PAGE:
Lincecum dazzling in opening victory

Lincecum dazzling in opening victory

HOUSTON -- The season's only one game old, and already Tim Lincecum has overcome a significant challenge.

It was one he made for himself -- the kind that often motivates an athlete most.

Intent on dissolving the memory of his flat performance on Opening Day last year, Lincecum turned in a typical performance in Monday's 2010 inaugural game against the Houston Astros. That is, he was brilliant.

Lincecum led the Giants to their 5-2 victory by working seven shutout innings. Looking every bit like the two-time reigning National League Cy Young Award winner that he is, Lincecum surrendered four hits -- all singles -- and walked none while striking out seven.

The right-hander's 98-pitch outing contrasted sharply with his three-inning, three-run dud against Milwaukee last April 7, which matched the shortest start of his career. This time, he asserted himself during a perfect first inning as he retired leadoff batter Michael Bourn on a first-pitch grounder before striking out Kaz Matsui and Hunter Pence.

"I was kind of really excited for this game more than anything, just getting that chance to get out there. This is where it matters," Lincecum said. "You try to take it up a notch or do something to help the team win. Considering last year -- I had that in the back of my mind, just go more than three [innings]."

As much as Lincecum wanted this triumph, he didn't let his intensity consume him.

"It wasn't the uncontrollable kind of hyped-upness where you're out there and you don't really know what's going on," he said.

Rather, it was the Astros who struggled to cope with Lincecum's inexorable dominance.

"If he doesn't have control of all his pitches it wouldn't be so hard, but he has control of his curveball, slider, changeup and his fastball," Bourn said. "You can see tonight he was throwing his changeup 3-2, and when a pitcher is doing that, you know he has confidence in that pitch. He'll do it over and over."

Ah, yes, the changeup. Lincecum's legion of connoisseurs have grown accustomed to watching him flummox some poor hitter by flinging a darting, diving pitch for strike three. "Changeup," the experts declare. Well, maybe not all the time anymore.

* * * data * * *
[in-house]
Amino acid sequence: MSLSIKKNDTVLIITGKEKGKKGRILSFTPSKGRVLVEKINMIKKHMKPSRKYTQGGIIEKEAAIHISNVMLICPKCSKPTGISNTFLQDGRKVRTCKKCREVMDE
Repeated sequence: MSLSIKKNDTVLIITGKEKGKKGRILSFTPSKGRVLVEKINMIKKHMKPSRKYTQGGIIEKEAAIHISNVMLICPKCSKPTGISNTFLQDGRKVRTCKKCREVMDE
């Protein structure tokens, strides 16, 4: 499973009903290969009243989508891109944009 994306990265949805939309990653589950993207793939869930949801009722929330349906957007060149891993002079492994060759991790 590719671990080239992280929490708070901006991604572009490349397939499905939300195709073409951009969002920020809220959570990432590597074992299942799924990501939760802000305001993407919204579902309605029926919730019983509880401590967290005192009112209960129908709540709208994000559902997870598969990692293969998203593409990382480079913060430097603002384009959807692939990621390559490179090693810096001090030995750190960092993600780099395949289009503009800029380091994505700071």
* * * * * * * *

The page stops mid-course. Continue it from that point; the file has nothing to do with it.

"Some of those pitches they might have called changeups were sliders that I threw," Lincecum said. "They're right around the same speed."

In fact, Lincecum used the slider to escape his most serious jam, which arose in the sixth inning when Bourn and Matsui singled with one out. Houston's third and fourth hitters were due up, but Lincecum responded by coaxing Pence's groundout and Carlos Lee's foul popup -- on a 2-0 slider.

The Giants' key newcomers were suitably impressed.

"It was awesome," left fielder Mark DeRosa said. "He was making some pretty good hitters get caught off-balance."

"Just seeing some of the swings that some of the guys were taking -- it's like, man, that's gotta be doing some stuff. Guys just didn't look comfortable," said first baseman Aubrey Huff, who never had seen Lincecum pitch a regular-season game. "... Just watching him tonight, I really kind of get an idea what it's all about. He has an ability to step it up."

That ability largely explains Lincecum's 34-2 record when the Giants score at least three runs for him. They amassed that magic trio of runs in the second inning alone, seizing upon Houston ace Roy Oswalt's brief bout of ineffectiveness. Edgar Renteria added a seventh-inning RBI double and DeRosa sliced an eighth-inning, opposite-field homer to right.

"It was nice watching the bats do their thing," Lincecum said.

Those late runs proved essential when Houston scored twice in the ninth. But closer Brian Wilson sealed San Francisco's seventh victory in eight season openers against Houston by flinging seven pitches, all for strikes, to record the final two outs.

Overall, it was as solid an effort as the Giants could have expected.

"Everyone was excited for Opening Day," right fielder John Bowker said. "It was a fun game."

Chris Haft is a reporter for This story was not subject to the approval of Major League Baseball or its clubs.